curl -X 'GET' \
'' \
-H 'accept: application/json'

Great, now we have a list of transactions on hand in ["result"], now let's take a closer look at 1 transaction

"@type": "raw.transaction",
"utime": 1667148685,
"data": "*data here*",
"transaction_id": {
"@type": "internal.transactionId",
"lt": "32450206000003",
"hash": "rBHOq/T3SoqWta8IXL8THxYqTi2tOkBB8+9NK0uKWok="
"fee": "106508",
"storage_fee": "6508",
"other_fee": "100000",
"in_msg": {
"@type": "raw.message",
"source": "EQA0i8-CdGnF_DhUHHf92R1ONH6sIA9vLZ_WLcCIhfBBXwtG",
"destination": "EQCD39VS5jcptHL8vMjEXrzGaRcCVYto7HUn4bpAOg8xqB2N",
"value": "1000000",
"fwd_fee": "666672",
"ihr_fee": "0",
"created_lt": "32450206000002",
"body_hash": "Fl+2CzHNgilBE4RKhfysLU8VL8ZxYWciCRDva2E19QQ=",
"msg_data": {
"@type": "msg.dataText",
"text": "aGVsbG8g8J+Riw=="
"message": "hello πŸ‘‹"
"out_msgs": []

From this json file, we can understand some information that can be usefull for us:

  • This is an incoming transaction, since the "out_msgs" field is empty
  • We can also get a comment of the transaction, its sender and the transaction amount

Now we're ready to create a transaction checker

Work with TON​

Let's start by importing the necessary library TON

import { HttpApi, fromNano, toNano } from "ton";

Let's think about how to check if the user has sent the transaction we need.

Everything is elementary simple. We can just sort only incoming transactions to our wallet, and then go through the last 100 transactions, and if a transaction is found that has the same comment and amount, then we have found the transaction we need!

Let's start with initializing the http client, for convenient work with TON

export async function verifyTransactionExistance(toWallet, amount, comment) {
const endpoint =
process.env.NETWORK === "mainnet"
? ""
: "";
const httpClient = new HttpApi(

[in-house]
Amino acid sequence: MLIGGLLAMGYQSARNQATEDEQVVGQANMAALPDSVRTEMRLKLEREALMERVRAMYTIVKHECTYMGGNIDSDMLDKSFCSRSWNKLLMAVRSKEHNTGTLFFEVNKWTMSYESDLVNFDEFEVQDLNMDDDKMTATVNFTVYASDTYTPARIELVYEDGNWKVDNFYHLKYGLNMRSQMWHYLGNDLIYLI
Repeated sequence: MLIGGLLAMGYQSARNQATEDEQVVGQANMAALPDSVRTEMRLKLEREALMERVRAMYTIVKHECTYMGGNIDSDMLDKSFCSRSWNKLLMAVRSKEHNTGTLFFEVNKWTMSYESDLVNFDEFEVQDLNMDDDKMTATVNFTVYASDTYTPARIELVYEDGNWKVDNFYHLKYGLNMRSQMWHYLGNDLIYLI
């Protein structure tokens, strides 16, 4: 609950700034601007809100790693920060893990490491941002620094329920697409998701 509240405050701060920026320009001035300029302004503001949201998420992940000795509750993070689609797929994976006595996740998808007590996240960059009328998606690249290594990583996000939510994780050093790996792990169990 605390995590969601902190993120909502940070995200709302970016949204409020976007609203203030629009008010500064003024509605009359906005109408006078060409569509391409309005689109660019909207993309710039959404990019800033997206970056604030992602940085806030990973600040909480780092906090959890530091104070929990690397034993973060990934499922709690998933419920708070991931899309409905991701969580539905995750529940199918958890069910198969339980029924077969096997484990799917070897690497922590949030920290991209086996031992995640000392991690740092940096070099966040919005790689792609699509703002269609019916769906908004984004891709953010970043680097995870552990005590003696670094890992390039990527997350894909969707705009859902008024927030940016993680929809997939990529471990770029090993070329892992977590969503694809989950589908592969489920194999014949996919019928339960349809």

{ apiKey: process.env.TONCENTER_TOKEN }

Here we simply generate the endpoint url based on which network is selected in the config. And after that we initialize the http client.

So, now we can get the last 100 transactions from the owner's wallet

const transactions = await httpClient.getTransactions(toWallet, {
limit: 100,

and filter, leaving only incoming transactions (if the out_msgs of transaction is empty, we leave it)

let incomingTransactions = transactions.filter(
(tx) => Object.keys(tx.out_msgs).length === 0

Now we just have to go through all the transactions, and provided that the comment and the transaction value match, we return true

  for (let i = 0; i < incomingTransactions.length; i++) {
let tx = incomingTransactions[i];
// Skip the transaction if there is no comment in it
if (!tx.in_msg.msg_data.text) {

// Convert transaction value from nano
let txValue = fromNano(tx.in_msg.value);
// Get transaction comment
let txComment = tx.in_msg.message

if (txComment === comment && txValue === value.toString()) {
return true;

return false;

Note that value is in nanotons by default, so we need to divide it by 1 billion or we can just use fromNano method from the TON library. And that's all for the verifyTransactionExistance function!

Now we can create function to generate link for a quick transition to the wallet application for payment

export function generatePaymentLink(toWallet, amount, comment, app) {
if (app === "tonhub") {